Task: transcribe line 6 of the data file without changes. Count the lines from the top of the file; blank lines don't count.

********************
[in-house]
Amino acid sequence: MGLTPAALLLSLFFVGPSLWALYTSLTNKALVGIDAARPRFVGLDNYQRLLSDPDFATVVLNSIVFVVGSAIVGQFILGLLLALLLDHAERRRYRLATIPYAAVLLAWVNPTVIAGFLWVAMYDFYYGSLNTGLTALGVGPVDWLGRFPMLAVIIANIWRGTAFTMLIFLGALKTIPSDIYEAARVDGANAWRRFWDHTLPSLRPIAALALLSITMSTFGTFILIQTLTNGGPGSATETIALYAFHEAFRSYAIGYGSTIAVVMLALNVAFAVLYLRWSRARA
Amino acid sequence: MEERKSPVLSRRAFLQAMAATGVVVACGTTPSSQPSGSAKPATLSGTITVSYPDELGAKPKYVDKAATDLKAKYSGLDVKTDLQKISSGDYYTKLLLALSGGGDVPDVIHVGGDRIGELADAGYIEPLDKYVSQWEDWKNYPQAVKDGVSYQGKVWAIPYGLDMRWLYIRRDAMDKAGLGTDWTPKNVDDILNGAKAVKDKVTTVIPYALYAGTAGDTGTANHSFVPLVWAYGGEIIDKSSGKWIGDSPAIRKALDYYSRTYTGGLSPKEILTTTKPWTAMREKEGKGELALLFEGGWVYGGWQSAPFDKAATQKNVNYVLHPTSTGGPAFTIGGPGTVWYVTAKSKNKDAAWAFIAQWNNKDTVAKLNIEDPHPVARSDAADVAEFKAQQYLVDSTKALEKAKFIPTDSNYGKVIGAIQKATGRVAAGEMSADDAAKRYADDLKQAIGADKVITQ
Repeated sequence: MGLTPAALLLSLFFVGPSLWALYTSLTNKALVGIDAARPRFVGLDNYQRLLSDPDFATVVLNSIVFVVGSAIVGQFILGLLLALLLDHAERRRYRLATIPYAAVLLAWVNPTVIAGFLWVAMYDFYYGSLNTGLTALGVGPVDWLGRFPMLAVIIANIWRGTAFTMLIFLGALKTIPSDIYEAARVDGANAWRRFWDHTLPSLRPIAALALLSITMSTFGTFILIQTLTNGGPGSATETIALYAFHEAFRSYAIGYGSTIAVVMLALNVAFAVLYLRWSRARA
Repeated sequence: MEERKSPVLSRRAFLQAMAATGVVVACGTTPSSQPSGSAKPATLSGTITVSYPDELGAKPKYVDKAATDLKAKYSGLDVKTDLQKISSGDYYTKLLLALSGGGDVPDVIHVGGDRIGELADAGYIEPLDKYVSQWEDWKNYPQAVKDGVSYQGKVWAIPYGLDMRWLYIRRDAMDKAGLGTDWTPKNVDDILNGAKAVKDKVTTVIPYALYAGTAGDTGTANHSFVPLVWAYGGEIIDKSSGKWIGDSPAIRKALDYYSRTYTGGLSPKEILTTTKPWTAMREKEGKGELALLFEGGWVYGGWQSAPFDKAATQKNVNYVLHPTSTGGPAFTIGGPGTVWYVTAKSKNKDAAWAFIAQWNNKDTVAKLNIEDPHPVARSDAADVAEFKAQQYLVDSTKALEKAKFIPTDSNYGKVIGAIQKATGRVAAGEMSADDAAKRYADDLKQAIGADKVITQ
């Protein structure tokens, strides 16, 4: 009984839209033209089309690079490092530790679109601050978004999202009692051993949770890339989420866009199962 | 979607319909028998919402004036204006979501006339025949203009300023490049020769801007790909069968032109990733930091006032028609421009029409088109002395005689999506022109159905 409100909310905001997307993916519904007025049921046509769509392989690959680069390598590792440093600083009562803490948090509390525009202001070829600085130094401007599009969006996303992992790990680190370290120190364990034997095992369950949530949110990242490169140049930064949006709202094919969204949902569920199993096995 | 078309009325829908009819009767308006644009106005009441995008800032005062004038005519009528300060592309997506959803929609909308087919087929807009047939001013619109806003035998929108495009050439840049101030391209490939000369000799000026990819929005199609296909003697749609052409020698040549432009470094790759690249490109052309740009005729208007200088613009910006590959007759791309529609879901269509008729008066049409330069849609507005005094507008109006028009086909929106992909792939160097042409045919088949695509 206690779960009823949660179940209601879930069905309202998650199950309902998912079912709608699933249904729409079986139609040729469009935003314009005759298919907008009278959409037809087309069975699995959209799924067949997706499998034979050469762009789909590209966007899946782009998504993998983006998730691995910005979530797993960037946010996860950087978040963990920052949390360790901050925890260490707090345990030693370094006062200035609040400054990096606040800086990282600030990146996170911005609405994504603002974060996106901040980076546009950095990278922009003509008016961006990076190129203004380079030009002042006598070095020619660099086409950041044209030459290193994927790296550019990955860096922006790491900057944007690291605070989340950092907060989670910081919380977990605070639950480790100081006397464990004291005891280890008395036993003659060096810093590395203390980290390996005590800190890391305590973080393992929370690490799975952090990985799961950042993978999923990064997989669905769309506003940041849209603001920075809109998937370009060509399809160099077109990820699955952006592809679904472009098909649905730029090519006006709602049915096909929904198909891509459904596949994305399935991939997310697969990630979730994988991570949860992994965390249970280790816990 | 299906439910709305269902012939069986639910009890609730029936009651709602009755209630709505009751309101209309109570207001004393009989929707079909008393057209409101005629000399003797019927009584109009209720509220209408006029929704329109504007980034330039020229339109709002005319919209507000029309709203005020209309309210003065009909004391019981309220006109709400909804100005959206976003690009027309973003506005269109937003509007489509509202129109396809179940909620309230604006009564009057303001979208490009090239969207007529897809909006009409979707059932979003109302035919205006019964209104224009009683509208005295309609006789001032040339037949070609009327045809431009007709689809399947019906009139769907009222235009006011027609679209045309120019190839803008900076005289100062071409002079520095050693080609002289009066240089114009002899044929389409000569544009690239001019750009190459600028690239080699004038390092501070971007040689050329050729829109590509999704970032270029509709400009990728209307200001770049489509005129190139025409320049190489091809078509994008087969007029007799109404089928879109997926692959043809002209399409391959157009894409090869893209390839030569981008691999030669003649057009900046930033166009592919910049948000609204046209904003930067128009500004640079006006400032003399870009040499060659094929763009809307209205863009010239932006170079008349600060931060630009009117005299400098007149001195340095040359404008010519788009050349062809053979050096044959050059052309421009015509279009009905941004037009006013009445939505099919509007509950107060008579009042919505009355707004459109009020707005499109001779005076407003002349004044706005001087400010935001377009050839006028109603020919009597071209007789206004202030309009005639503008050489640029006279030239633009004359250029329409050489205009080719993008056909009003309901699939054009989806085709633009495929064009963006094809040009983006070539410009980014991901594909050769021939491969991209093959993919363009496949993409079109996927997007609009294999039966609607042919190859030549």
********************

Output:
């Protein structure tokens, strides 16, 4: 009984839209033209089309690079490092530790679109601050978004999202009692051993949770890339989420866009199962 | 979607319909028998919402004036204006979501006339025949203009300023490049020769801007790909069968032109990733930091006032028609421009029409088109002395005689999506022109159905 409100909310905001997307993916519904007025049921046509769509392989690959680069390598590792440093600083009562803490948090509390525009202001070829600085130094401007599009969006996303992992790990680190370290120190364990034997095992369950949530949110990242490169140049930064949006709202094919969204949902569920199993096995 | 078309009325829908009819009767308006644009106005009441995008800032005062004038005519009528300060592309997506959803929609909308087919087929807009047939001013619109806003035998929108495009050439840049101030391209490939000369000799000026990819929005199609296909003697749609052409020698040549432009470094790759690249490109052309740009005729208007200088613009910006590959007759791309529609879901269509008729008066049409330069849609507005005094507008109006028009086909929106992909792939160097042409045919088949695509 206690779960009823949660179940209601879930069905309202998650199950309902998912079912709608699933249904729409079986139609040729469009935003314009005759298919907008009278959409037809087309069975699995959209799924067949997706499998034979050469762009789909590209966007899946782009998504993998983006998730691995910005979530797993960037946010996860950087978040963990920052949390360790901050925890260490707090345990030693370094006062200035609040400054990096606040800086990282600030990146996170911005609405994504603002974060996106901040980076546009950095990278922009003509008016961006990076190129203004380079030009002042006598070095020619660099086409950041044209030459290193994927790296550019990955860096922006790491900057944007690291605070989340950092907060989670910081919380977990605070639950480790100081006397464990004291005891280890008395036993003659060096810093590395203390980290390996005590800190890391305590973080393992929370690490799975952090990985799961950042993978999923990064997989669905769309506003940041849209603001920075809109998937370009060509399809160099077109990820699955952006592809679904472009098909649905730029090519006006709602049915096909929904198909891509459904596949994305399935991939997310697969990630979730994988991570949860992994965390249970280790816990 | 299906439910709305269902012939069986639910009890609730029936009651709602009755209630709505009751309101209309109570207001004393009989929707079909008393057209409101005629000399003797019927009584109009209720509220209408006029929704329109504007980034330039020229339109709002005319919209507000029309709203005020209309309210003065009909004391019981309220006109709400909804100005959206976003690009027309973003506005269109937003509007489509509202129109396809179940909620309230604006009564009057303001979208490009090239969207007529897809909006009409979707059932979003109302035919205006019964209104224009009683509208005295309609006789001032040339037949070609009327045809431009007709689809399947019906009139769907009222235009006011027609679209045309120019190839803008900076005289100062071409002079520095050693080609002289009066240089114009002899044929389409000569544009690239001019750009190459600028690239080699004038390092501070971007040689050329050729829109590509999704970032270029509709400009990728209307200001770049489509005129190139025409320049190489091809078509994008087969007029007799109404089928879109997926692959043809002209399409391959157009894409090869893209390839030569981008691999030669003649057009900046930033166009592919910049948000609204046209904003930067128009500004640079006006400032003399870009040499060659094929763009809307209205863009010239932006170079008349600060931060630009009117005299400098007149001195340095040359404008010519788009050349062809053979050096044959050059052309421009015509279009009905941004037009006013009445939505099919509007509950107060008579009042919505009355707004459109009020707005499109001779005076407003002349004044706005001087400010935001377009050839006028109603020919009597071209007789206004202030309009005639503008050489640029006279030239633009004359250029329409050489205009080719993008056909009003309901699939054009989806085709633009495929064009963006094809040009983006070539410009980014991901594909050769021939491969991209093959993919363009496949993409079109996927997007609009294999039966609607042919190859030549």